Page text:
When towing the boat ashore, I found that the best way was to put her upside down on the trailer supported by a transverse trestle beam. One spring, I was launching the Aegre on my own. I thought I would try floating her off the trailer upside down and then flipping her over, hoping she would not ship too much water as she turned. It worked very well, and Danny Bews must have been keeping his beady eye on things as he came down and said that he had never seen a boat launched that way before. I replied, saying that I hadn’t either.

Back to Orkney

I did make one more passage over to Orkney. Jack Francis from Derby was working at Vulcan [HMS Vulcan as the onshore nuclear reactor at Dounray was known] and he came over with me. On the morning we had planned to set off there was quite a fresh westerly wind blowing, as evidenced by the surf at the base of Dunnet Head. It seemed to have eased off a little by lunchtime, so we set sail. I could not have followed the old adage of standing well to the north sufficiently as once somewhere off Dunnet Head a dollop of heavy spray came over the weather quarter and hit me on the back as I sat at the tiller. This was the only time The Aegre had shipped any water when I was sailing in her, but then we were never out in any real weather. As so often happens in the late summer, the wind continued to die away. By the time we rounded Cantick Head, we had to start helping her along with the oars. Rain was also threatening, and it was getting dark as we eventually tied up at Longhope Pier. We stowed everything, rigged the awning cover and went up to the pub for a belated pint.

The law requiring licensed premises to display a price list had come into force. In the hotel, it was met by a small handwritten page stuck on the shady side of one of the bar front pillars, the only artificial lighting being behind the bar. Also having a pint was one Bill Morrison, whom we had met on a previous visit. At closing time, ie when the generator was shut down, he suggested we go home with him for a bit of supper. He drove us there in his Reliant three-wheeler, and on arrival, he instructed his one-eyed wife to ‘get these two lads a bite to eat’. She lit the paraffin cooker, boiled up the best part of a dozen eggs, and mashed them up with tomato to make a great plateful of sandwiches, which we gratefully ate. Bill eventually drove us back to the pier. It was still raining, so Jack and I decided that the best thing would be to take our bedding ashore and sleep in the shed on the quay, the door of which was open. We managed somehow to bed down in the darkness. It was rather cramped, and it was not a very comfortable night; something angular seemed to be sticking into our sides. With daylight in the morning the something turned out to be a double bed, which was presumably being delivered to the island. If only we had realised!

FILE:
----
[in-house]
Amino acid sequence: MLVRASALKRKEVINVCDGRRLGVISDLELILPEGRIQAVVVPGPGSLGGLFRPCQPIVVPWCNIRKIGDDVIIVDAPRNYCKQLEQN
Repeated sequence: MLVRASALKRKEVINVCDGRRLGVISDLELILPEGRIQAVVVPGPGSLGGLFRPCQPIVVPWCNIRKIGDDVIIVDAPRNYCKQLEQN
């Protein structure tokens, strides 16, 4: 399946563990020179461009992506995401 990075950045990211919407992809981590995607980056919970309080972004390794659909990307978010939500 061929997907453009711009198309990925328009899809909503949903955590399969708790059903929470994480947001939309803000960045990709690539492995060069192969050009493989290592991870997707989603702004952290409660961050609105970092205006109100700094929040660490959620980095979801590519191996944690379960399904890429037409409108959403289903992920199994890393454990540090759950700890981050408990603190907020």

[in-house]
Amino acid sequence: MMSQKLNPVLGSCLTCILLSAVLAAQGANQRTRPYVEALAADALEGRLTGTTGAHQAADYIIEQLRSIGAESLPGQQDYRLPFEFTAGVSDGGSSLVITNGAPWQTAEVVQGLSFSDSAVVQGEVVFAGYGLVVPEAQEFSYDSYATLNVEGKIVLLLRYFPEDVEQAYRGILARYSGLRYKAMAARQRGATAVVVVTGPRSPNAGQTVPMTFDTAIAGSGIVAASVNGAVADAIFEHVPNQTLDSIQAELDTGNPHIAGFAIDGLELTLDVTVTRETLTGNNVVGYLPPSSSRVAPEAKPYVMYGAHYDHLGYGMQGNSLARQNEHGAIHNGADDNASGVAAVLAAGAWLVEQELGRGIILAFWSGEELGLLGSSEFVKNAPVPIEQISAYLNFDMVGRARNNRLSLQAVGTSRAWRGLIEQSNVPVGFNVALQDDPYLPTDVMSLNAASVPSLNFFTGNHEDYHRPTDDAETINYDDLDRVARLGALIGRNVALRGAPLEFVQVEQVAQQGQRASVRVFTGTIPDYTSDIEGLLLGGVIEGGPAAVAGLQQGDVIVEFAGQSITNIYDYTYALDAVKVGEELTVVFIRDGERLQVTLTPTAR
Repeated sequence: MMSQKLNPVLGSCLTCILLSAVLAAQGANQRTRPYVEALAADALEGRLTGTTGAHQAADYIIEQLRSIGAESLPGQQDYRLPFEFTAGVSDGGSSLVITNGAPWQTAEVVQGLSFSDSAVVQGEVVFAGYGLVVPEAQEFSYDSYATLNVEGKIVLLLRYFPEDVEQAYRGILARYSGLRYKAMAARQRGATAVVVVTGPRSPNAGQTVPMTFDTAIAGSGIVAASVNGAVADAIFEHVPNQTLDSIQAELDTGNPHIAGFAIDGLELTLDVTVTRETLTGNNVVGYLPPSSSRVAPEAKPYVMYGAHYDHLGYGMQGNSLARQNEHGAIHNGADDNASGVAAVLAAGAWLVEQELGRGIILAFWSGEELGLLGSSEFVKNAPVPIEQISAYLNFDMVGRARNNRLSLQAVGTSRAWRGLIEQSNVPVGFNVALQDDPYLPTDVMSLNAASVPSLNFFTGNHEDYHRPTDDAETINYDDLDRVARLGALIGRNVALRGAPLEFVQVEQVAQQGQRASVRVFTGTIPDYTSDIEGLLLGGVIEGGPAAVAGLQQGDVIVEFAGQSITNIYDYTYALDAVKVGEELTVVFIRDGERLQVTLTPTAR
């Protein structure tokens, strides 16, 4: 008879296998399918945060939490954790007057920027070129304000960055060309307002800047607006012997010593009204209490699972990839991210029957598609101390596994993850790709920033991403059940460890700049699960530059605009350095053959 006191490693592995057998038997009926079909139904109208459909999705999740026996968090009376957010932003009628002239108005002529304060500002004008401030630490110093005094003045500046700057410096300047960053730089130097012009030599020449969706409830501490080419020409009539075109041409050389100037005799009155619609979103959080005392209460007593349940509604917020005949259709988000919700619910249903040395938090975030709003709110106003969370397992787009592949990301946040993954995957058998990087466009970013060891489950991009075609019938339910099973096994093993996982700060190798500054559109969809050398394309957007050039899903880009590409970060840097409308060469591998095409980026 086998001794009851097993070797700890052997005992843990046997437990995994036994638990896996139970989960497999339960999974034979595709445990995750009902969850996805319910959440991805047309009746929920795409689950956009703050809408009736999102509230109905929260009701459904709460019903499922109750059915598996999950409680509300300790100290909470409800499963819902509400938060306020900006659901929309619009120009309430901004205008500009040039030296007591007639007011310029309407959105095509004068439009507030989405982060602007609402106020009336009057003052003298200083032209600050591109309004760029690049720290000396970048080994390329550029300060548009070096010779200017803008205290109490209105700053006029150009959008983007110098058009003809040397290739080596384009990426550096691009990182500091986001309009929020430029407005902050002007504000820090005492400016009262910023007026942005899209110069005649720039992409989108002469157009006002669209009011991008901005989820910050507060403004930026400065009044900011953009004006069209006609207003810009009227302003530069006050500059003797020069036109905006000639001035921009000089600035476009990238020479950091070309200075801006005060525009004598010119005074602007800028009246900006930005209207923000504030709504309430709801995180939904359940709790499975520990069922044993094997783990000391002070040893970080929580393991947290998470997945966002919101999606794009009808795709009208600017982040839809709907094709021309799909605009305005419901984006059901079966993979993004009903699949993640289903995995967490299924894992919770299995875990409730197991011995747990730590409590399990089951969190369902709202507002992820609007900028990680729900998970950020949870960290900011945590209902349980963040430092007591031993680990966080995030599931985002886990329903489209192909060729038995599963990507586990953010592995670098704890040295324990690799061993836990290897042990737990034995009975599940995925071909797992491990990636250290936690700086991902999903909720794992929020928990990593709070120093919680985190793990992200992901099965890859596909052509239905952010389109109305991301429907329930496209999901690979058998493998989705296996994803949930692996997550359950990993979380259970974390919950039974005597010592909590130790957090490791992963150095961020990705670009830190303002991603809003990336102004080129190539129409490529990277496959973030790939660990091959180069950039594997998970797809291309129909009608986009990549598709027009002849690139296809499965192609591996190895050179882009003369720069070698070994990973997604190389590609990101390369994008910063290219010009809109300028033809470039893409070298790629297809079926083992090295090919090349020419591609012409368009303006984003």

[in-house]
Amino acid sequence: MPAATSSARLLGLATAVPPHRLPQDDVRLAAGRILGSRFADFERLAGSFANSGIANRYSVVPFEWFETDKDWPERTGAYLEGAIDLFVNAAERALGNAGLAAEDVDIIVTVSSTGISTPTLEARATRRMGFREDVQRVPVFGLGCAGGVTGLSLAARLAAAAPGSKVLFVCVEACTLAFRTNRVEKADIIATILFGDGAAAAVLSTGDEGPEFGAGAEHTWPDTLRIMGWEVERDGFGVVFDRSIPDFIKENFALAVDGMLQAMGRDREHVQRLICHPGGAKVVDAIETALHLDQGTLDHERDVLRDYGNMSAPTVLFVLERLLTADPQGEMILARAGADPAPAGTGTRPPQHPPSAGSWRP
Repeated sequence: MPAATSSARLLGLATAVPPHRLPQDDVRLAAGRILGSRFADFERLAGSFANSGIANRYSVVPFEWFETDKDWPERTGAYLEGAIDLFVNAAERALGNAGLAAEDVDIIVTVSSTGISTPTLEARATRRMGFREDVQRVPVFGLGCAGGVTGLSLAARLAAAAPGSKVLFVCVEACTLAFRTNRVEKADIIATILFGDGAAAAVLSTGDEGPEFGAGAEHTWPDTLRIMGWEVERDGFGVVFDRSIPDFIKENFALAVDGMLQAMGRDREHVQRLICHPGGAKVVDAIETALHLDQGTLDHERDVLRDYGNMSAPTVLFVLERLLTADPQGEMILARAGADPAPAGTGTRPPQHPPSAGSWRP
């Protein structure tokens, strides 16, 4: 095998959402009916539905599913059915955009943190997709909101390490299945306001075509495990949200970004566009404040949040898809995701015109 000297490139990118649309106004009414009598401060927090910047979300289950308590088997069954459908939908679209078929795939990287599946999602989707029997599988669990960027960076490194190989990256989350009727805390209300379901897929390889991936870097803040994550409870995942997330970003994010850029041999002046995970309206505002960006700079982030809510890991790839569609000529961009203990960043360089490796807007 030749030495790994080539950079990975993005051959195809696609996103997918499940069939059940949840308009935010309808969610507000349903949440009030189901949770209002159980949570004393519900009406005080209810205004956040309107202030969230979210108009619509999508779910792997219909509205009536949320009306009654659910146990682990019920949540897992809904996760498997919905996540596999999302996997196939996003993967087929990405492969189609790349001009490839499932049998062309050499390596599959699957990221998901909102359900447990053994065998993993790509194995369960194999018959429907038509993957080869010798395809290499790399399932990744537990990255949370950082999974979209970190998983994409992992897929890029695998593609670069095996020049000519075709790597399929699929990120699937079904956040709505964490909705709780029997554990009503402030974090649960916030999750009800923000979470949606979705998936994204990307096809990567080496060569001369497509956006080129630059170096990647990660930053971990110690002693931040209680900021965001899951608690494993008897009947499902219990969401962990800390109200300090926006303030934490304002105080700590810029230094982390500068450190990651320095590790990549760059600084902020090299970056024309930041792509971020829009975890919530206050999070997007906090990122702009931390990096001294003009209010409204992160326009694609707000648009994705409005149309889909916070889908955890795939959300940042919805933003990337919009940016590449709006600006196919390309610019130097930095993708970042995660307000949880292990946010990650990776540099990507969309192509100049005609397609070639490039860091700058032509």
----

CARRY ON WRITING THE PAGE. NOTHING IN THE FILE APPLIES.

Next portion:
Jack only had the weekend off, so he caught the ferry back, and I spent the week in South Walls, around that end of Hoy. The wind stayed quite fresh, so I did quite a bit of walking. One morning the local Bobby was fishing for sea trout off the beach at North Hope, and another day I passed the time of day with one of the island crofter fishermen and commented that it was staying fairly windy. “Yes” he said, “The glass is high so it will blow quite hard”. “What happens if the glass is low then?” I asked. “Then it will be a gale of wind” he replied. The local shop/store at Longhope kept a wonderful range of stock, and all domestic, farming and fishing needs seemed to be met. It was run by one of the Kirkpatrick family, which later suffered tragically when the lifeboat was lost.

Jack came over again the following weekend and we sailed back to Scrabster without incident.

The next spring Nick Grainger, who though actually a qualified optician, was working at John Ridgway’s School of Adventure at Ardmore (first on the left round the corner of Cape Wrath, just past Rhiconich), and was looking for a boat, contacted me. How he heard I had The Aegre I do not know. He came over to have a look at her and liking what he saw bought her at a price that suited both me and his pocket. The agreement was that I would tow her over to Ardmore. One of the Naval officers on a course at HMS Vulcan, came with me. It was a run out for him and insurance for me in case I needed any assistance on the way. Nick was there to meet us, and we unloaded her at the tideline. It was the last I saw of The Aegre, a splendid little vessel that never let me down.

The Aegre arrives at Ardmore, upside down on a trailer.
The Aegre arrives at Ardmore upside down on a trailer Adventure school instructors help unload and launch her
Launching The Aegre 1972, with Nick & Julie
Launching The Aegre 1972 with Nick Julie and two other instructors from the School
The Aegre on her way to her new mooring at Ardmore
The Aegre on her way to her new mooring at Ardmore

Next: Forward to 2005